emf = -U_0\cos \omega t.

    From the last two equations, we obtain
    \left| \frac{d}{dt}(Li) \right | = |U_0 \cos \omega t |
    |Li| = |\frac{U_0}{\omega} \sin \omega t.|
    If ##L## does not vary in time (core is made of non-magnetic material or vacuum), the current ##i## will vary sinusoidally. If ##L## varies in time, neither ##L## nor ##i## have to vary sinusoidally, only their product has to, because the source of voltage enforces it.
  7. Jun 11, 2014 #6
    Thank you very much for your very detailed explanation and step to step guide. Those equations were not easy to type.

    However, I just realized that we didn't solve my most fundamental impasse: Farady/maxwell3rd equation, v = dΦ/dt is ONLY for calculating voltage induced by flux. It has nothing to do with generating flux with a voltage. As far as I know, the only way of generating flux is get a collection of M dipoles or you create charge flows or get a changing E.

    the L*i is one way of looking at what is happening from a current point of view: since L(t) is inversely proportional to µ, and i(t) is proportional to µ, Φ might just as well be a sinusoids. Although I disagree upon your application of v = dΦ/dt for this scenario, but I somehow felt that Φ might indeed be sinusoid.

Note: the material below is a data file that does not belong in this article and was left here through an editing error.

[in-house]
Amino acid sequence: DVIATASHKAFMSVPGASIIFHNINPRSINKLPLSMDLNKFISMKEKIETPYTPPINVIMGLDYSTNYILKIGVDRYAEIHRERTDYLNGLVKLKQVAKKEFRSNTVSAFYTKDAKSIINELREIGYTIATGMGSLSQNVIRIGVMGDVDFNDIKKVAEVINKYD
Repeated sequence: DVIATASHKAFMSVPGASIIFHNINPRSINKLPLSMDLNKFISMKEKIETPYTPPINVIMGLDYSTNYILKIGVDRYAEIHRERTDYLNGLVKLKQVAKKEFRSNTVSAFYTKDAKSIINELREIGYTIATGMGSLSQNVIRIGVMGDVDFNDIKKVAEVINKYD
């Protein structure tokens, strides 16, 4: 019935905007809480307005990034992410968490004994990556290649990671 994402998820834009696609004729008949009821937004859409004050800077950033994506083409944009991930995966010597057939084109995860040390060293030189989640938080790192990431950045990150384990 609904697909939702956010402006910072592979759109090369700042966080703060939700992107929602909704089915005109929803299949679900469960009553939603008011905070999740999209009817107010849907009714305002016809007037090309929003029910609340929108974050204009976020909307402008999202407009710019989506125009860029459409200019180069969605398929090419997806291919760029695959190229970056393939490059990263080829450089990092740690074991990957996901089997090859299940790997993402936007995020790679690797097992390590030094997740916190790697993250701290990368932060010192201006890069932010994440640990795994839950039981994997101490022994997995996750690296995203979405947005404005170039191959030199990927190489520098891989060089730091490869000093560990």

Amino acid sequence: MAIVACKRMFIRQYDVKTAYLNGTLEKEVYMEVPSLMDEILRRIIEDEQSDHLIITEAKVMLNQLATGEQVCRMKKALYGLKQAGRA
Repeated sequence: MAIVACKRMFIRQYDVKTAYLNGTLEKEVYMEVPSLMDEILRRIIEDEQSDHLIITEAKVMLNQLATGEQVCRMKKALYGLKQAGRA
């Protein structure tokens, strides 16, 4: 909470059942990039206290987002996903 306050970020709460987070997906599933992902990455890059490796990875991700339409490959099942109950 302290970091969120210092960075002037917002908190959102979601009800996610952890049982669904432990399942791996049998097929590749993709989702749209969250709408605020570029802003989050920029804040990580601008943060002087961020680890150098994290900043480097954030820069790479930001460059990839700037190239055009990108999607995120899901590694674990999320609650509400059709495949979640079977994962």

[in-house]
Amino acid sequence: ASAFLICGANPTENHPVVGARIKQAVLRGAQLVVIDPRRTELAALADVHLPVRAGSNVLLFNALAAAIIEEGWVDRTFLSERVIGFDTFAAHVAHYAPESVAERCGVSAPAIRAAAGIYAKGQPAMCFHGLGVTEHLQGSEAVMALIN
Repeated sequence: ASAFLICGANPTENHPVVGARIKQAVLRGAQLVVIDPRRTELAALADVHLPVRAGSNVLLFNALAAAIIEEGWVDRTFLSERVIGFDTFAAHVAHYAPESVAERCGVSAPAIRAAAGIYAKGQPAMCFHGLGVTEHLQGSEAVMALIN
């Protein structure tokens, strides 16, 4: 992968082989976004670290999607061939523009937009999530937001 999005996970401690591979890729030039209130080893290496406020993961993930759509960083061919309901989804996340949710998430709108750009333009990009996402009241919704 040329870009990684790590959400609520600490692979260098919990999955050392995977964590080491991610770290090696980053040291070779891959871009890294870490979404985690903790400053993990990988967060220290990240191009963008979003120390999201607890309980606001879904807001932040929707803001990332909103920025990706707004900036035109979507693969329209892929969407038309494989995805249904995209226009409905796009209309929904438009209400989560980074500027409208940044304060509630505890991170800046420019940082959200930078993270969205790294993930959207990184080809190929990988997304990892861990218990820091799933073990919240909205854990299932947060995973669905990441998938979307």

I think current is flowing inside the winding. Without current, the only way to have flux generated is thru a changing E. But I agree with you the fact that counter EMF = V_input. So the current is always zero...? what about the value of d(i)/dt if i is always zero? I don’t think that’s how it works. if we have a voltage source and a lone resistor connected to it: voltage drop across the resistor will be the same as the voltage source, so the voltage of the resistor perfectly counters the voltage of the source. But current will still flows thru the resistor.

    But induction is more than that, V_source => currrent in winding generated=> Φ generated => counter EMF generated => current in winding reduced. Unfortunately the events seem to be all happening at the same time.

    OMFG, NVM. I just checked the real definition of L. I was totally misled by my stupid text book
    L = dΦ/di